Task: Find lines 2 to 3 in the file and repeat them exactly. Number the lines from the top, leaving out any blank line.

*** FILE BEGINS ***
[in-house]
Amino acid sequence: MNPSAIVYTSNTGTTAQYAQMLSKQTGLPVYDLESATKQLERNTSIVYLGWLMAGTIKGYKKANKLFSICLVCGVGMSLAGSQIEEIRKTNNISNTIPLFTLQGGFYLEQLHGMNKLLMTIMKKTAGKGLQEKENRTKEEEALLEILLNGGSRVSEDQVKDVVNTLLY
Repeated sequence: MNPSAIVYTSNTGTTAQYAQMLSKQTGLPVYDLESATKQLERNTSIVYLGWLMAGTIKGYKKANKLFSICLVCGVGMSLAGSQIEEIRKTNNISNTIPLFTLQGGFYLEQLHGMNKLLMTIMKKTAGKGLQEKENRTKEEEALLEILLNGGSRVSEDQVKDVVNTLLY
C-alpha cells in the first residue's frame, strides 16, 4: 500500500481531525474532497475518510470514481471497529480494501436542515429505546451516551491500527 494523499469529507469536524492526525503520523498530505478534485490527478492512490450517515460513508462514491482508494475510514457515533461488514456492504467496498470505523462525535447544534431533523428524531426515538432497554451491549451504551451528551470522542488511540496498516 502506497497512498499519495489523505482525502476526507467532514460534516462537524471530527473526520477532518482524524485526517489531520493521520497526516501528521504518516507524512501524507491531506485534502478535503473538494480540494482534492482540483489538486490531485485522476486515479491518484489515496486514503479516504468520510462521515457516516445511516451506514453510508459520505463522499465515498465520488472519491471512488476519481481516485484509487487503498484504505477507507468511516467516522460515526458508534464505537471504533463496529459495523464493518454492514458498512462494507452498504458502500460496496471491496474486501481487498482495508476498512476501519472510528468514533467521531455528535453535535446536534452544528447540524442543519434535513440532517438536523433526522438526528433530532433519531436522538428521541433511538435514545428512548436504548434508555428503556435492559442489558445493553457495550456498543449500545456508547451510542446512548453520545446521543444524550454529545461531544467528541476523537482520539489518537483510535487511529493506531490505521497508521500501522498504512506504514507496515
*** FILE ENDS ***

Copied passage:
Amino acid sequence: MNPSAIVYTSNTGTTAQYAQMLSKQTGLPVYDLESATKQLERNTSIVYLGWLMAGTIKGYKKANKLFSICLVCGVGMSLAGSQIEEIRKTNNISNTIPLFTLQGGFYLEQLHGMNKLLMTIMKKTAGKGLQEKENRTKEEEALLEILLNGGSRVSEDQVKDVVNTLLY
Repeated sequence: MNPSAIVYTSNTGTTAQYAQMLSKQTGLPVYDLESATKQLERNTSIVYLGWLMAGTIKGYKKANKLFSICLVCGVGMSLAGSQIEEIRKTNNISNTIPLFTLQGGFYLEQLHGMNKLLMTIMKKTAGKGLQEKENRTKEEEALLEILLNGGSRVSEDQVKDVVNTLLY